Local Outings - October
This month’s Local Outing challenge was to document a trip to a local market. With our planned trip to Ghana, I knew that we’d be visiting some truly photogenic places.
After a night in the capital, Accra, we made our way to Ghana’s Volta regina. Our end goal was the Tafi Atome Monkey Sanctuary (more on that later), but first we stopped at the Cedi Bead Factory. We’d intended to also visit the Agomanya market, but would have arrived at the monkey sanctuary too late. The Agomanya market had been my planned location for the “local outing” challenge, so these images from the bead factory will have to do.
Krobo beads have been made in Ghana since around 1000 CE. Beads still play important roles in society, be it in rituals of birth, coming of age, marriage, or death. They are still used to indicate a person’s importance in the local villages: the kings and queens and chiefs wear the largest, most rare, intricate and opulent beads. A few days after our visit, there was to be a huge once-a-year festival where all the local tribal leaders show off their beads. Too bad we missed it!
At the Cedi Bead Factory, recycled glass and coloured pigments are used to make the beads. The process involves crushing glass (old bottles or broken window panes), funneling it into clay moulds and firing in a wood burning kiln made from clay dug from termite mounds. They even recycle old beads into fun, bright, new beads. We were shown the process from crushing the bottles, designing the more detailed beads, firing them, and then making the holes in the still molten glass before cooling. The man who gave us the tour was Cedi himself, one of Ghana's best known bead makers. The kids were even able to try polishing some beads with water and sand.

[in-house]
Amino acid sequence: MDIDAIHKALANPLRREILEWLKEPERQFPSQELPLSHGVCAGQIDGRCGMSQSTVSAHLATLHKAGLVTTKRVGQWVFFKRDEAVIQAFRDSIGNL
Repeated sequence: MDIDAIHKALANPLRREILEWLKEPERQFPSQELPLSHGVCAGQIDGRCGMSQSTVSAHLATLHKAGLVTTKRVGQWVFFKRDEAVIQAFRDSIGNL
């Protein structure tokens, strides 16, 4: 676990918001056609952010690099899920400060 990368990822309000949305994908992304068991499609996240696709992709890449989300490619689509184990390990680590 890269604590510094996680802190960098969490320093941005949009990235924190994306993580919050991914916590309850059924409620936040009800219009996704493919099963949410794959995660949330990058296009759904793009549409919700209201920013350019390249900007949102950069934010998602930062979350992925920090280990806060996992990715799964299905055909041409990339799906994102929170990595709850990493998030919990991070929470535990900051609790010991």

The Cedi Bead Factory also has a small store full of loose beads, bracelets, and gorgeous necklaces for sale. While not a full-blown market, the kids had fun picking out some special beads to take home as souvenirs.
I treated myself to two bracelets and three necklaces. Couldn't help myself.
Next up: the Monkey Sanctuary, a tour of a small Kente weaving village, and a ridiculous number of beach images.
Amy Jay Photo is an Ottawa family photographer specializing in Documentary Family Photography and Birth Photography. However, at this time, I am on a short hiatus... living in Nigeria! Storytelling photography is my passion. I would love to tell your family's story... when I get back to Canada. :) In the meantime, feel free to follow along with my family as we adventure in Africa.